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One of the most common types of sexual dysfunction is a condition called vaginismus. It refers to an involuntary spasm of the muscles at the lower end of the vagina which can make penetration an incredibly painful and sometimes impossible affair. It happens because instead of relaxing the muscles tense up. A woman suffering from it can’t control when the muscles will spasm. It can happen when she is trying to have sex or when she is having a medical examination, like a pap smear. The spasm can be so strong that nothing can go into the vagina and she feels pain when trying to put anything into the vagina (including fingers, tampons, penis or speculum for pap smears).

Successful vaginismus treatment does not require drugs, surgery, hypnosis, nor any other complex invasive technique. Effective treatment approaches combine pelvic floor control exercises, insertion or dilation training, pain elimination techniques, transition steps, and exercises designed to help women identify, express and resolve any contributing emotional components.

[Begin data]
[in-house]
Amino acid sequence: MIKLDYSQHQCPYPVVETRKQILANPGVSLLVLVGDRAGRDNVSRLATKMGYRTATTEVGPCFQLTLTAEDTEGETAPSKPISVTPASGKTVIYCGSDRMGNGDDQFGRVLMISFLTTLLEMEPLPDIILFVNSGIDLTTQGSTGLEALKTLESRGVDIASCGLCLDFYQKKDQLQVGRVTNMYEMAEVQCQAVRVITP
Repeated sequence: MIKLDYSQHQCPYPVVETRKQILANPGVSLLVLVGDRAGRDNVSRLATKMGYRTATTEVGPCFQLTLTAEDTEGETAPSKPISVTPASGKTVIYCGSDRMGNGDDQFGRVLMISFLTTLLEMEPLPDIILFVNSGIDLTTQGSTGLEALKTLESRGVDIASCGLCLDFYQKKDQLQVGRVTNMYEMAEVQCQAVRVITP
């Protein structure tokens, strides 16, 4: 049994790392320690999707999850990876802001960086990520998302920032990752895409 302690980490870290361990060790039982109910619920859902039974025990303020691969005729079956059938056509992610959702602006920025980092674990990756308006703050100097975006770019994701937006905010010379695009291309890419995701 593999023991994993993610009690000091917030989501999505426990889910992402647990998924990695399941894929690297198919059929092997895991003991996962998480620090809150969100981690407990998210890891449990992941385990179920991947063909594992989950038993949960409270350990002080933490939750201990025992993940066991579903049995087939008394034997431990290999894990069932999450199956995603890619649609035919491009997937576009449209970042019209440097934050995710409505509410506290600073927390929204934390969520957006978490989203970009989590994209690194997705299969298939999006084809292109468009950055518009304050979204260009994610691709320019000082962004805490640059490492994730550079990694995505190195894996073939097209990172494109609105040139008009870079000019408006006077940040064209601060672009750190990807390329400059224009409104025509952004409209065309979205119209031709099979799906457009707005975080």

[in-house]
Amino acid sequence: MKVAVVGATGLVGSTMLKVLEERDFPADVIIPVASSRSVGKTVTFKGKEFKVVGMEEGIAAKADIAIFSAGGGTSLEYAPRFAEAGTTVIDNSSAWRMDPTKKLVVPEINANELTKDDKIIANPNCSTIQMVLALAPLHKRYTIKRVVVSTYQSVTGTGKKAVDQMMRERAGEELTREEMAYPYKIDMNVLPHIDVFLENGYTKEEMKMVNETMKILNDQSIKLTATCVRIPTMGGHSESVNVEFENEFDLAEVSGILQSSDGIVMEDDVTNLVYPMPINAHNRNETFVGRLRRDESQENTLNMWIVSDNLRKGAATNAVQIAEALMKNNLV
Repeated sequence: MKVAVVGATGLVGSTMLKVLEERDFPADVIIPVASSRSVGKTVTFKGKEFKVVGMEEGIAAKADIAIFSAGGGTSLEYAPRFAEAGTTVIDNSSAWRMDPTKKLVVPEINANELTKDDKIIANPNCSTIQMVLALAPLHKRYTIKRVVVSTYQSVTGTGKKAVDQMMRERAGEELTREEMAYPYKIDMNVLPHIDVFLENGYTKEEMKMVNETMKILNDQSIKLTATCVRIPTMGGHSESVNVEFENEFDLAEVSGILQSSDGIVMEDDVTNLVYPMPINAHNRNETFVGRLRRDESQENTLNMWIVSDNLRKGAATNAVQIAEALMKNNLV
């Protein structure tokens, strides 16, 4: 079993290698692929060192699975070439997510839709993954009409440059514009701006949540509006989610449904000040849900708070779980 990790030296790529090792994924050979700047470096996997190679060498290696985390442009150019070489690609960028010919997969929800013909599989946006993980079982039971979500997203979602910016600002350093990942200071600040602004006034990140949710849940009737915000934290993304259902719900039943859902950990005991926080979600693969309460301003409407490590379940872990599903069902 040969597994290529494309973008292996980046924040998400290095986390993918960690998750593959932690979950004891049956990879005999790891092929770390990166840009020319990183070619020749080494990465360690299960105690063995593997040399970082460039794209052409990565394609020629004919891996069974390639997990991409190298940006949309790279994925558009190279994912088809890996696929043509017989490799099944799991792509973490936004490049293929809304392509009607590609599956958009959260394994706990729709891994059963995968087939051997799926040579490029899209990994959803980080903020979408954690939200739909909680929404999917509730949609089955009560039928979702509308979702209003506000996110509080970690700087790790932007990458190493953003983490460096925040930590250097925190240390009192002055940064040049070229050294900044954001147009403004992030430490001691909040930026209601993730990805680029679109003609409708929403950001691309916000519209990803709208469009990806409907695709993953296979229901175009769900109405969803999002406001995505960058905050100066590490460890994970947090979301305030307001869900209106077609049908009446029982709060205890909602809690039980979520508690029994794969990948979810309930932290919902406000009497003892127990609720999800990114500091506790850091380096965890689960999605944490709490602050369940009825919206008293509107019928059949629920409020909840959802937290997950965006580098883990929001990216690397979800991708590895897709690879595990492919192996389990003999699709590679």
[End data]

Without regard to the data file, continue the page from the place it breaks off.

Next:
The only solution is therapy to overcome the feelings of anxiety. Most often, it’s caused by physically painful conditions like childbirth, painful intercourse, child sex abuse and molestation and some believe it’s the body’s natural fear response.  Therapy involves teaching the woman to relax while slowly inserting a gradual series of dilators (lubricated rods) to make her comfortable to with the mechanisms of sex.  Other methods include exercises like Kegels and pelvic muscle contractions which will help the voluntary response of the vaginal muscles. 


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